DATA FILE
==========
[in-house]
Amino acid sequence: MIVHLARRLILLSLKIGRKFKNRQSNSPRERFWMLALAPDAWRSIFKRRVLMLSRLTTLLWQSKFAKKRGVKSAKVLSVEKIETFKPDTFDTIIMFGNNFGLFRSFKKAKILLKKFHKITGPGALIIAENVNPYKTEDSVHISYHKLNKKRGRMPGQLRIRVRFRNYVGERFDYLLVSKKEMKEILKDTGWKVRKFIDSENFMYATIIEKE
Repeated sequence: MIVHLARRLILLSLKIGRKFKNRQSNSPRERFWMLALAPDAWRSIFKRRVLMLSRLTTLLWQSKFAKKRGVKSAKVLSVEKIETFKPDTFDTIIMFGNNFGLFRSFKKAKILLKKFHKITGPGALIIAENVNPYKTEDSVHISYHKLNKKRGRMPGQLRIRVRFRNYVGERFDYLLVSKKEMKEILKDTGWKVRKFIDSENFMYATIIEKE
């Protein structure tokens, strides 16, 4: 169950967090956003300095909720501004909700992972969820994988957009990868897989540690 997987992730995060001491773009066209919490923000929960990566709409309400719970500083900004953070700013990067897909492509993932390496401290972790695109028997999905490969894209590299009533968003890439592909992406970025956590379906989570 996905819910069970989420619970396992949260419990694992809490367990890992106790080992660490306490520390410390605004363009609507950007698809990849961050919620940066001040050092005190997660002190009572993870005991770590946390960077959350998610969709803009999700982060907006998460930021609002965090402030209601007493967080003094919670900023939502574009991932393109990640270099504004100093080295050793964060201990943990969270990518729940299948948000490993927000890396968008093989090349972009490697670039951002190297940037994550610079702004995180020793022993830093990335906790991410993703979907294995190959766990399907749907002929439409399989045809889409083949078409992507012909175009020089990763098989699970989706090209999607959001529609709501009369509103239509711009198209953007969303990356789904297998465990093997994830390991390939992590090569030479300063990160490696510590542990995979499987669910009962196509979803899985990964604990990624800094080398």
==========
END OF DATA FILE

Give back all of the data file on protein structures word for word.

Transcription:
[in-house]
Amino acid sequence: MIVHLARRLILLSLKIGRKFKNRQSNSPRERFWMLALAPDAWRSIFKRRVLMLSRLTTLLWQSKFAKKRGVKSAKVLSVEKIETFKPDTFDTIIMFGNNFGLFRSFKKAKILLKKFHKITGPGALIIAENVNPYKTEDSVHISYHKLNKKRGRMPGQLRIRVRFRNYVGERFDYLLVSKKEMKEILKDTGWKVRKFIDSENFMYATIIEKE
Repeated sequence: MIVHLARRLILLSLKIGRKFKNRQSNSPRERFWMLALAPDAWRSIFKRRVLMLSRLTTLLWQSKFAKKRGVKSAKVLSVEKIETFKPDTFDTIIMFGNNFGLFRSFKKAKILLKKFHKITGPGALIIAENVNPYKTEDSVHISYHKLNKKRGRMPGQLRIRVRFRNYVGERFDYLLVSKKEMKEILKDTGWKVRKFIDSENFMYATIIEKE
């Protein structure tokens, strides 16, 4: 169950967090956003300095909720501004909700992972969820994988957009990868897989540690 997987992730995060001491773009066209919490923000929960990566709409309400719970500083900004953070700013990067897909492509993932390496401290972790695109028997999905490969894209590299009533968003890439592909992406970025956590379906989570 996905819910069970989420619970396992949260419990694992809490367990890992106790080992660490306490520390410390605004363009609507950007698809990849961050919620940066001040050092005190997660002190009572993870005991770590946390960077959350998610969709803009999700982060907006998460930021609002965090402030209601007493967080003094919670900023939502574009991932393109990640270099504004100093080295050793964060201990943990969270990518729940299948948000490993927000890396968008093989090349972009490697670039951002190297940037994550610079702004995180020793022993830093990335906790991410993703979907294995190959766990399907749907002929439409399989045809889409083949078409992507012909175009020089990763098989699970989706090209999607959001529609709501009369509103239509711009198209953007969303990356789904297998465990093997994830390991390939992590090569030479300063990160490696510590542990995979499987669910009962196509979803899985990964604990990624800094080398």